Work on both projects began last fall, but major closures on 10600 South didn't happen until February, said UDOT spokesman Adan Carillo. When finished this fall, State Street will have been widened from five to seven lanes. Work to rehabilitate and improve the pavement and drainage along 10600 South will end in late April or early May.
Neil said that sales numbers over the Christmas holiday were strong despite construction. "We didn't see any downturns," she said.
Sales numbers from February, when left-turns from 10600 South were restricted, haven't been calculated yet, Neil said. Left turns will not be allowed until late April or early May, when the project is finished.
UDOT officials said they are trying to educate drivers about alternatives to reach businesses near 10600 South and along State Street. The mall can be accessed on the north, from Centennial Boulevard. Motorists can also use the West Jordan Parkway. The Auto Mall can be accessed from State Street.
Randy Park, UDOT Region 2 director, said the agency has also decided to cut the construction time on 10600 South by about two months. The project was originally scheduled to go until late June.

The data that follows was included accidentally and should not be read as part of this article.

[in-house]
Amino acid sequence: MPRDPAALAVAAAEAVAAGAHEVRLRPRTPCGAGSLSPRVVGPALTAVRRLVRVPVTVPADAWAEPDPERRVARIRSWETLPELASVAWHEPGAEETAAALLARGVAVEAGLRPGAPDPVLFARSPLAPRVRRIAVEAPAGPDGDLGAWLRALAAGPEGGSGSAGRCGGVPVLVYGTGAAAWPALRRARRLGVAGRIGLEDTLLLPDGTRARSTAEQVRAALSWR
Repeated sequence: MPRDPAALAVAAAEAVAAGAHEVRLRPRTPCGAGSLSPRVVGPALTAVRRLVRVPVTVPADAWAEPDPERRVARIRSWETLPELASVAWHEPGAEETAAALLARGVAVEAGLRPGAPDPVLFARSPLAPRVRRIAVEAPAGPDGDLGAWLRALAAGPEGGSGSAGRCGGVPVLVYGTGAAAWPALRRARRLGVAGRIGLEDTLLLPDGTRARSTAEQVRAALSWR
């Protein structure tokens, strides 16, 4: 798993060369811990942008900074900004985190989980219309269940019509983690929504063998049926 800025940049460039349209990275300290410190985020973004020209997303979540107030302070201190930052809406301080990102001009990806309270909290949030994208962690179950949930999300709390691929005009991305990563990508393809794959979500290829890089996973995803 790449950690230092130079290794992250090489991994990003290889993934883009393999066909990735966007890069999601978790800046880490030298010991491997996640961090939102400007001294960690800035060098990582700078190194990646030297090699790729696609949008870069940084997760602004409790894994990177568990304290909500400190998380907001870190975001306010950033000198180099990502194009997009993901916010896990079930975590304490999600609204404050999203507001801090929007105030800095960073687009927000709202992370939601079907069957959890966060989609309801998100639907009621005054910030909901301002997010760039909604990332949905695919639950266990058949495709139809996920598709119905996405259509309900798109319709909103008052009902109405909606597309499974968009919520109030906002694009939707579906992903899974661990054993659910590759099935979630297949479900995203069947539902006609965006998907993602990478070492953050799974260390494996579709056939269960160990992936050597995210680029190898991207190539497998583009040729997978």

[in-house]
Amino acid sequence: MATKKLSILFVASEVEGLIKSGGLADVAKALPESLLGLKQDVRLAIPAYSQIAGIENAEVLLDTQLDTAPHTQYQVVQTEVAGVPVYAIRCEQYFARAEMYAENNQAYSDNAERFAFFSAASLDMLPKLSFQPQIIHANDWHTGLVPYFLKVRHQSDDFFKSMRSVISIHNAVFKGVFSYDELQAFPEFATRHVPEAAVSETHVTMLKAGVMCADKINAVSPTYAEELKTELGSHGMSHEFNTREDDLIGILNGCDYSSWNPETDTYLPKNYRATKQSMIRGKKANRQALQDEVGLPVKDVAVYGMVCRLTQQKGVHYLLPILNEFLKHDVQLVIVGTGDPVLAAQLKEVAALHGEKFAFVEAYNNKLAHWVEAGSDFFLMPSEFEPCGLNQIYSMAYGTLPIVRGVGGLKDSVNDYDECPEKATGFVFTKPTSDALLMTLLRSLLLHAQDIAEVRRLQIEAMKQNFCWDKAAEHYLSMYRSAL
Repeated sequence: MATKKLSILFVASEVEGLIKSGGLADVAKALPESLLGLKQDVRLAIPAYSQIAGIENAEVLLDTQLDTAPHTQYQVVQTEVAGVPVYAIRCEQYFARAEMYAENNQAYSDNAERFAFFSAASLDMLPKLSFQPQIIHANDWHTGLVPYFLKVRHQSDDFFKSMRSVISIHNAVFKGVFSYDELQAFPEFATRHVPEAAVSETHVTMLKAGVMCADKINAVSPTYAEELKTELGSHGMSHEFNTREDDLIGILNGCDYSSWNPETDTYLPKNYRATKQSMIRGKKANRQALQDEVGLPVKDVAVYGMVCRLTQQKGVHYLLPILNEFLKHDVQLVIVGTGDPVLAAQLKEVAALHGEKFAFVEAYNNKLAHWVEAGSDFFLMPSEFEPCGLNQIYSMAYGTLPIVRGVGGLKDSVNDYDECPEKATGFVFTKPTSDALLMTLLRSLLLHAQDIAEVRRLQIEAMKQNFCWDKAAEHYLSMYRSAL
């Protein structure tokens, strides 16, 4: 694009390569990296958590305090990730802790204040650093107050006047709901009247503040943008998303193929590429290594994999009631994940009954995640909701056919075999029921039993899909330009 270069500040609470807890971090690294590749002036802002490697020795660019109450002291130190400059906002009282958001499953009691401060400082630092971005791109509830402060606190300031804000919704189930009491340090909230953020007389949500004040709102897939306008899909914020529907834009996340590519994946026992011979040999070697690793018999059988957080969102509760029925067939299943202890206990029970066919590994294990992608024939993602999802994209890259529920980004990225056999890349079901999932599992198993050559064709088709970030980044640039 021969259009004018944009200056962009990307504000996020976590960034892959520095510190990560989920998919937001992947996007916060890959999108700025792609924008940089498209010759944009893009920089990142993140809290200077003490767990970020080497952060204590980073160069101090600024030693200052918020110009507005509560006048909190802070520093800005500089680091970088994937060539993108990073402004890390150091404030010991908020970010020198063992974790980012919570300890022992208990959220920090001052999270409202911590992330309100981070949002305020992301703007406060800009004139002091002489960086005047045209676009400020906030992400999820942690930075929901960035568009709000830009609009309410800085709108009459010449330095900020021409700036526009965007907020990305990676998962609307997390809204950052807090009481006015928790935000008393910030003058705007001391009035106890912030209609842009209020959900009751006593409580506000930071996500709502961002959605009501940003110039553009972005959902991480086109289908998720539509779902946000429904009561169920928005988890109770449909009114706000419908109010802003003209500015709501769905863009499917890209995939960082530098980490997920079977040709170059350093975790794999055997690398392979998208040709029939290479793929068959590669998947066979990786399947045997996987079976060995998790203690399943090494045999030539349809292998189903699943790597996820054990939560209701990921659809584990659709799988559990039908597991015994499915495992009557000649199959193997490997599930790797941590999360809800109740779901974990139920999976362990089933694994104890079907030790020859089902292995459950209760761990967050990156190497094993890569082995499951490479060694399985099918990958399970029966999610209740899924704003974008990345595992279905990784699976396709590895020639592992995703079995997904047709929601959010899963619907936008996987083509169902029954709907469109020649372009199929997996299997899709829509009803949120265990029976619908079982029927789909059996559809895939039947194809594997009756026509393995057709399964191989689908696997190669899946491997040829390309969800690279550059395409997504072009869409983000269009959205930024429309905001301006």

Deseret Morning News Graphic

"It's an incredibly busy area," Park said. "The impacts on 10600 South are significant. We did hear a lot of concerns, because it's a major interchange off I-15. We have modified the scope of work on that project."
For up-to-date information about the two projects, log on to udot.utah.gov/state90-106/
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  #66  
Old Posted Apr 2, 2007, 12:00 PM
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Salt Lake County
Transit could link opposites together
UTA study is looking at linking rough part of South Salt Lake with Sugar House

By Cathy McKitrick
The Salt Lake Tribune
Article Last Updated: 04/02/2007 04:16:09 AM MDT


Salt Lake City - Salt Lake City, South Salt Lake and UTA are going to study how to use an old UP freight line at 2200 South- if they should add TRAX, a streetcar or bus to serve Sugar House.




A future transit line, under study by the Utah Transit Authority, could one day link two very different Salt Lake Valley communities. At one end of the 1.8-mile route, a few blocks west of State Street, there is an area of South Salt Lake that some folks hesitate to frequent after dark.